What to do for someone with swimmer’s ear is, by now, very clear: Use antibiotic eardrops. The issue has been settled in the literature and in expert reviews of the evidence. Oral antibiotics not only tend not to work, but they also promote antibiotic resistance, too (Otolaryngol Head Neck Surg. 2014;150(1 Suppl):S1-S24).
Explore this issue:September 2016
But, frequently, this guideline is not followed. “I cannot tell you how many people have been put on several different oral antibiotics as first-line medical intervention,” said Wendy Stern, MD, a physician at Southcoast Hospital Group in Dartmouth, Mass., and immediate past chair of the board of governors of the American Academy of Otolaryngology–Head and Neck Surgery. “It comes down to pressure not to refer to the specialist. Many patients are treated at walk-in and urgent care centers and by mid-level providers and physicians who may not know the guidelines. By the time they come to us, they have a significant problem, where if they had been treated with antibiotic ear drops they probably would have gotten better very quickly.”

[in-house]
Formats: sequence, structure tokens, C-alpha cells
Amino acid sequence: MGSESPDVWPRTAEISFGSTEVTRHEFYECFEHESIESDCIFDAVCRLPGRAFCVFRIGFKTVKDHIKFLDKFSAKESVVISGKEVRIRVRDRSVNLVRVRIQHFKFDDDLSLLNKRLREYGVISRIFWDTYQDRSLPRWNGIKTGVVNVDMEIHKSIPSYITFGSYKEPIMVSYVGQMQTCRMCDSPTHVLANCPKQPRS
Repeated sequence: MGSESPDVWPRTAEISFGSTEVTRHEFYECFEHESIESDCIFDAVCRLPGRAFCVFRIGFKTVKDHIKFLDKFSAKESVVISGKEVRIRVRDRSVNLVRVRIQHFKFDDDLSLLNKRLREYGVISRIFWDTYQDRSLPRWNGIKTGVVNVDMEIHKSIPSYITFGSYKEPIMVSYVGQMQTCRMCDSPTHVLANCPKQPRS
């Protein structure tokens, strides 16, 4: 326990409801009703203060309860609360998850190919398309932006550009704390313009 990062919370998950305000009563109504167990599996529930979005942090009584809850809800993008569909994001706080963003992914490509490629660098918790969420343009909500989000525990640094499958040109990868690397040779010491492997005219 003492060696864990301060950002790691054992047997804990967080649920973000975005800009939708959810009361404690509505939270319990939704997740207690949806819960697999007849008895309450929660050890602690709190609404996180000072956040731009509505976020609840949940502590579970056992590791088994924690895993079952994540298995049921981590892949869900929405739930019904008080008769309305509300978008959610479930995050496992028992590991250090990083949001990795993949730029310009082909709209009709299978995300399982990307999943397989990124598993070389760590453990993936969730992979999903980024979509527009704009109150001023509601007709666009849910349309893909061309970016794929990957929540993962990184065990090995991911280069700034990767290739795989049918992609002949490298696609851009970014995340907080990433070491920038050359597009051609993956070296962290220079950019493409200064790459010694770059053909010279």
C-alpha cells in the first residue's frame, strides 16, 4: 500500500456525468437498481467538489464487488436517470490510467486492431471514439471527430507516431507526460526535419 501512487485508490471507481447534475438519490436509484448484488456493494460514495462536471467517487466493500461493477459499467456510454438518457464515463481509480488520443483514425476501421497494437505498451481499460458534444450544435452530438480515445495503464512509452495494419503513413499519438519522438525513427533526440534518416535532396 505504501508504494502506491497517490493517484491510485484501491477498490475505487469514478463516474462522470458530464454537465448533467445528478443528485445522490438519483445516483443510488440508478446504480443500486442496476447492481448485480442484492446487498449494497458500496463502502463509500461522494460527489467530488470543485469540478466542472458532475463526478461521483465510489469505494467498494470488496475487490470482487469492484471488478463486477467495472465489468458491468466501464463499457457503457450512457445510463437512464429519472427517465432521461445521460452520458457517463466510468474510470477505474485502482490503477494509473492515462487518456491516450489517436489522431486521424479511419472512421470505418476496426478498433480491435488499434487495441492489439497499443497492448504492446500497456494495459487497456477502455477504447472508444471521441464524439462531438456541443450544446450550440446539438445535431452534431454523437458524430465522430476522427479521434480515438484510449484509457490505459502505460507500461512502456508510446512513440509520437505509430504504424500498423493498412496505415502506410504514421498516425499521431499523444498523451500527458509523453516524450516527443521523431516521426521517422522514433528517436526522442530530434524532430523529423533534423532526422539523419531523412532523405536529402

Many of these patients experience compromised hearing and miss work or school due to severe pain. Often the ear canal is so swollen by the time we see them we’re at the point of putting wicks in their ears,” Dr. Stern said. “Sometimes it’s complicated by a fungal infection on top of a bacterial infection. It’s a whole variety of things.”